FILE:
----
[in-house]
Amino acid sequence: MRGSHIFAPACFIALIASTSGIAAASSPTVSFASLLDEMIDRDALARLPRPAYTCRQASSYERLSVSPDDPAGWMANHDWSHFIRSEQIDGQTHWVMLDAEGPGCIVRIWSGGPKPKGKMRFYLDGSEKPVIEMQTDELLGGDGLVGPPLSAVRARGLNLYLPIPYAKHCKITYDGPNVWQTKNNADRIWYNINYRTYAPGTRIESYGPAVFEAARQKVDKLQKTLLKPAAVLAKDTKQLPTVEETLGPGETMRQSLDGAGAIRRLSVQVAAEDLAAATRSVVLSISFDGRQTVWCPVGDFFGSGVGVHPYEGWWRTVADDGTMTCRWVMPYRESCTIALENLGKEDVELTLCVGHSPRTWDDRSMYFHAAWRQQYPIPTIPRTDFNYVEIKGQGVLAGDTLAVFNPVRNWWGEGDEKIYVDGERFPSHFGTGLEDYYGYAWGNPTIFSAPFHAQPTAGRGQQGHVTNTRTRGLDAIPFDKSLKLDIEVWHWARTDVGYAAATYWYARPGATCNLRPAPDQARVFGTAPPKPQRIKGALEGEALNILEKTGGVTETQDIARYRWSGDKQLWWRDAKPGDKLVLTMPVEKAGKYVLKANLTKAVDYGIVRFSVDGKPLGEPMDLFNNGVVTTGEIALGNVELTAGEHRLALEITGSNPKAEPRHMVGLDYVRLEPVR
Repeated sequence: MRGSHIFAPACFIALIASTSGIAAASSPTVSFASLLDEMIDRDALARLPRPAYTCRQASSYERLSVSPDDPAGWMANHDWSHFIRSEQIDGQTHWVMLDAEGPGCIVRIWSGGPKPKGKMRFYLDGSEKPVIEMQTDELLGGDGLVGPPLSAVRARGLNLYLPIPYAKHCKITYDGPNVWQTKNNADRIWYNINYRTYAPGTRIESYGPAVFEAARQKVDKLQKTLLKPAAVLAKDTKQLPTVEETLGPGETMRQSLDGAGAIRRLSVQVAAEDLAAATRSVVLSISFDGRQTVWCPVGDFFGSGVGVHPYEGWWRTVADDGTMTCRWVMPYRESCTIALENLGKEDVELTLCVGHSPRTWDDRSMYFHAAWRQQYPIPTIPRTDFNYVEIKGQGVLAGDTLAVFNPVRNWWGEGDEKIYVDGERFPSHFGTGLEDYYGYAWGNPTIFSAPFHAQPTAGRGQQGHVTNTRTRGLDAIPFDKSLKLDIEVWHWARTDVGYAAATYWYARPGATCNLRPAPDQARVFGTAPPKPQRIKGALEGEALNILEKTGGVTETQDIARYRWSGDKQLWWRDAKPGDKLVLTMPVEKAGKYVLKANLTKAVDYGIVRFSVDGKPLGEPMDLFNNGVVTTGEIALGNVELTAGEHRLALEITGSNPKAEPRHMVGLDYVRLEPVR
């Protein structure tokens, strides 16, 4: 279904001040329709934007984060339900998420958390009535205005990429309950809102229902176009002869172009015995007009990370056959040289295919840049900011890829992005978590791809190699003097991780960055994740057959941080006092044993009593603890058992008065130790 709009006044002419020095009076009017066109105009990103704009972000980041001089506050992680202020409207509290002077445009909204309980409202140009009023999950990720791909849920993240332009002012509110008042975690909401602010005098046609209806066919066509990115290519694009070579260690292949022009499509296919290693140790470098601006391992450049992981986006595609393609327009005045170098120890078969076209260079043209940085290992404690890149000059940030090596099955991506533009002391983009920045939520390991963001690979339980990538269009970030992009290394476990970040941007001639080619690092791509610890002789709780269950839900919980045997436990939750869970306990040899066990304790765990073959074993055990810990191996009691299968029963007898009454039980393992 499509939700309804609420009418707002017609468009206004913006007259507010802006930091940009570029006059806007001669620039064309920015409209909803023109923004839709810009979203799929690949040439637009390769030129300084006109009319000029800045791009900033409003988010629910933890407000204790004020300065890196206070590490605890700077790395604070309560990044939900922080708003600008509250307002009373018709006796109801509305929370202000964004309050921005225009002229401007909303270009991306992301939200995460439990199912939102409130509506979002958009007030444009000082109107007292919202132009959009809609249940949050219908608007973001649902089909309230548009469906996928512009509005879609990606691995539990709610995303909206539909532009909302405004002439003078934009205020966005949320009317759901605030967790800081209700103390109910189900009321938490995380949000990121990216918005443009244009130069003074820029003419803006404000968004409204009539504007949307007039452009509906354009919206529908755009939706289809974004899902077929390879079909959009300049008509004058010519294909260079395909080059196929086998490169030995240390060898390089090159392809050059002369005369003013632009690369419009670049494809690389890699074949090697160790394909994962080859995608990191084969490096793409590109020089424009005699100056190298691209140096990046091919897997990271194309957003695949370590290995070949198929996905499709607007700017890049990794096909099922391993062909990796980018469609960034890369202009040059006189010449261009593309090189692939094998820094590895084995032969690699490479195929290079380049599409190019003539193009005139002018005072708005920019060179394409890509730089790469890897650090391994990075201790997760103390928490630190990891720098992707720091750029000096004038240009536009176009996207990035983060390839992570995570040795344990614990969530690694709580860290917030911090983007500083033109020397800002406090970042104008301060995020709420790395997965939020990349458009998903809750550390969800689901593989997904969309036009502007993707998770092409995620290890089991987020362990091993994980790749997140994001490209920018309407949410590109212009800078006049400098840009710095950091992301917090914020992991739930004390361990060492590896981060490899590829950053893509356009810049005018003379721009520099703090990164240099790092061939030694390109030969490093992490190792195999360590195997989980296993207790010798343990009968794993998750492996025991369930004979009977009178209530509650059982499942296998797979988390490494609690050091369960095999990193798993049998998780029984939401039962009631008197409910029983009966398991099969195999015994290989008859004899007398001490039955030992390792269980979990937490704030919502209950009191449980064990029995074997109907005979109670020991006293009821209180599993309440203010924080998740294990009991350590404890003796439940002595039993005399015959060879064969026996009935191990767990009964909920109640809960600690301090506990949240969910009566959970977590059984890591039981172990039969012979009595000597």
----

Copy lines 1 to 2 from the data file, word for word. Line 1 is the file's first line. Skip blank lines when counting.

[in-house]
Amino acid sequence: MRGSHIFAPACFIALIASTSGIAAASSPTVSFASLLDEMIDRDALARLPRPAYTCRQASSYERLSVSPDDPAGWMANHDWSHFIRSEQIDGQTHWVMLDAEGPGCIVRIWSGGPKPKGKMRFYLDGSEKPVIEMQTDELLGGDGLVGPPLSAVRARGLNLYLPIPYAKHCKITYDGPNVWQTKNNADRIWYNINYRTYAPGTRIESYGPAVFEAARQKVDKLQKTLLKPAAVLAKDTKQLPTVEETLGPGETMRQSLDGAGAIRRLSVQVAAEDLAAATRSVVLSISFDGRQTVWCPVGDFFGSGVGVHPYEGWWRTVADDGTMTCRWVMPYRESCTIALENLGKEDVELTLCVGHSPRTWDDRSMYFHAAWRQQYPIPTIPRTDFNYVEIKGQGVLAGDTLAVFNPVRNWWGEGDEKIYVDGERFPSHFGTGLEDYYGYAWGNPTIFSAPFHAQPTAGRGQQGHVTNTRTRGLDAIPFDKSLKLDIEVWHWARTDVGYAAATYWYARPGATCNLRPAPDQARVFGTAPPKPQRIKGALEGEALNILEKTGGVTETQDIARYRWSGDKQLWWRDAKPGDKLVLTMPVEKAGKYVLKANLTKAVDYGIVRFSVDGKPLGEPMDLFNNGVVTTGEIALGNVELTAGEHRLALEITGSNPKAEPRHMVGLDYVRLEPVR